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McDonald & Giles - McDonald & Giles CD (album) cover


McDonald & Giles


Crossover Prog

3.36 | 137 ratings

From, the ultimate progressive rock music website

TGM: Orb
Prog Reviewer
4 stars Review 56, McDonald And Giles, s/t, 1971


After the break-up of the original Crimson, the multi-talented Ian McDonald and stunning percussionist Mike Giles head off to create this album. Fairly light-hearted, and not nearly as tight or bleakly compelling as In The Court Of The Crimson King, this won't appeal to all fans of that album. However, the playing is pretty faultless, and only the Birdman Suite exhibits a couple of cracks in the composition. Recommended highly to anyone who enjoyed I Talk To The Wind or the lighter parts of a Caravan album, as well as those who love a highly distinctive and excellent drummer/percussionist. If you don't fall into any of those categories, it's probably not for you.

The album opens with Suite In C. Relaxed bass and guitar show up, complimented by a distant vocal. Handsaw and snaking drums thunk away in the background. After a 60s-style harmony, the piece moves onto a jazzy section with relaxed flute, a good rhythm section groove and various organ and piano chaos from guest Steve Winwood. The 'Here I Am' section is heavily reminiscent of Crimson's softer atmospheric moments, with mellotron, distant vocals and haunting percussion choices. It cheers up fluidly with string and brass, handling genuine cheer without seeming over the top or frivolous. A bluesy piano/guitar-based bounce kicks us on to the final section. Mike Giles is on top form throughout this piece. A great bit of music, and if the rest of the album hit this level, I'm not sure it would evade the fifth star.

Flight Of The Ibis was the original melody of Cadence And Cascade with a new set of lyrics. It is absolutely wonderful without Gordon Haskell's ill-suited vocal getting in the way, and the twists from the In The Wake Of Poseidon piece are very enjoyable. Mike Giles especially gives us a wonderful percussion performance, and the gliding piano/keys at the end of each verse is a genuinely enjoyable moment every time. Lovely.

Is She Waiting, aside from fairly nice lyrical content, is a gorgeous balladic piece, with just acoustic guitar and piano making appearances. There's not really much more to say other than that everything is used to good effect and fits together seamlessly.

Tomorrow's People begins with solid solo drum and vocals in the accented tones you might expect from a Canterbury band. Ian McDonald provides a couple of neat guitar licks, while Michael Blakesly's trombone baaaaaaaaaams nicely. Peter Giles comes in with the bass to support the percussion appropriately (on occasion leaping up to the high reaches, which always gets the great muppet: Orb), and later on flute also jumps around with tasteful optimism. Mike Giles' brief percussion solos are brilliantly handled and the piece is hugely fun. The piece calms down to reach its conclusion with a rather 'not yet' feel.

The Birdman Suite might be expected to be a huge highlight, but despite its good, nay, great, bulk, I feel far too tempted to skip The Inventor's Dream opening secton. It opens with a lovely vocal melody and then tense sustained bass before zither and various chaotic percussion hits home. A bouncy organ, bass and drumming introduce the rather disappointing vocals (complete with rather twee lyrics). Clarinet also makes a brief appearance, before some various twists on the parts move to create a busy workshop feel.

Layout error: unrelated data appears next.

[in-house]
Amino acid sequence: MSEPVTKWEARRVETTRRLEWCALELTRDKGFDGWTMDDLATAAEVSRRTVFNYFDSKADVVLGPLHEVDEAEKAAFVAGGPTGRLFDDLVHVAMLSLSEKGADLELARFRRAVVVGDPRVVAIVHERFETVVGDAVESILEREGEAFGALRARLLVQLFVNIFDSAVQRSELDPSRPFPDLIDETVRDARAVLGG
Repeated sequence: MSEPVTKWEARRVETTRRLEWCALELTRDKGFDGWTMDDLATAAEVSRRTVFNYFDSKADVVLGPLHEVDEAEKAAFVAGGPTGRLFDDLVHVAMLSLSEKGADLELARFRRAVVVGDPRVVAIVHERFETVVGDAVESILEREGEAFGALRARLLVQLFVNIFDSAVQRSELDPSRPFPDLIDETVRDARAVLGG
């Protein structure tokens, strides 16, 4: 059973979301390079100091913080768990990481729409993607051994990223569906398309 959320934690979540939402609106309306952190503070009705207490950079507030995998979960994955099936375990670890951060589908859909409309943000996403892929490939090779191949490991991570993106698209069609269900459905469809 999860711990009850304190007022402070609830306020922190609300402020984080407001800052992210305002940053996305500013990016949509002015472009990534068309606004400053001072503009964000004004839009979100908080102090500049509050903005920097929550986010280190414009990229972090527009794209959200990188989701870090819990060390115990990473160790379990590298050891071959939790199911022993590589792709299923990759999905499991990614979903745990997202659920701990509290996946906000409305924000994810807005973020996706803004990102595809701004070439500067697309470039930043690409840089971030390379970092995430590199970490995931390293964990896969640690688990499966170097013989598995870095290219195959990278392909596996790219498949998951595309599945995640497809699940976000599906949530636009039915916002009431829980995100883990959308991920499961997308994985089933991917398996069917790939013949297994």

This section is a little more impressive with a very nice rhythm section, a couple of jazzy saxes jolting off in all directions, various deliciously moon-touched organ and percussion choices. After this extended jazz outbreak, we hit 'Wishbone Ascension', with a more enjoyable return of the vocals and excellent percussion.

A faded organ and consistent percussion take us onto the gorgeous reflective piano melody of Birdman Flies. Gradually this basic structure builds up to include some drums, background guitar, swirling flute, different instruments taking over the main melody. A neatly incorporated leaping brass section makes an appearance.

Wings in the Sunset and Birdman - The Reflection bring us calmly to an ending with the vocal melody from the introduction featured again. Piano, bass and percussion dominate before organ also leads in. Sharply dropping drums roll calmly, and brass and strings add to the potency of the conclusion. An organ melody reminiscent of that backing the piano in Birdman flies leads the piece to its conclusion-with a distant, fading brass-related thing. Warning: the above sections may have been confused at some point. As a whole, the piece is almost one of the great epics, but with a slightly stronger opening section, it could really have stood out a lot more.

So, overall the album is no masterpiece, but it also has only one real weak spot. Probably not for everyone, though I do really love most of this album and would in open conscience recommend it to most people. On the verge between a three and a four, and on this occasion I'll round down. A much-enjoyed album, and a personal four, certainly not 'Fans Only' but probably not essential or for every collection. I don't think anyone should be too disappointed with it unless they all they seek from it is another Schizoid Man or they really dislike alright, but slightly accented, vocals.

Rating: Three Stars (personal four). It may well deserve more. Favourite Track: Suite In C

Felt that a four was the right rating. Hence, changed it.

TGM: Orb | 4/5 |


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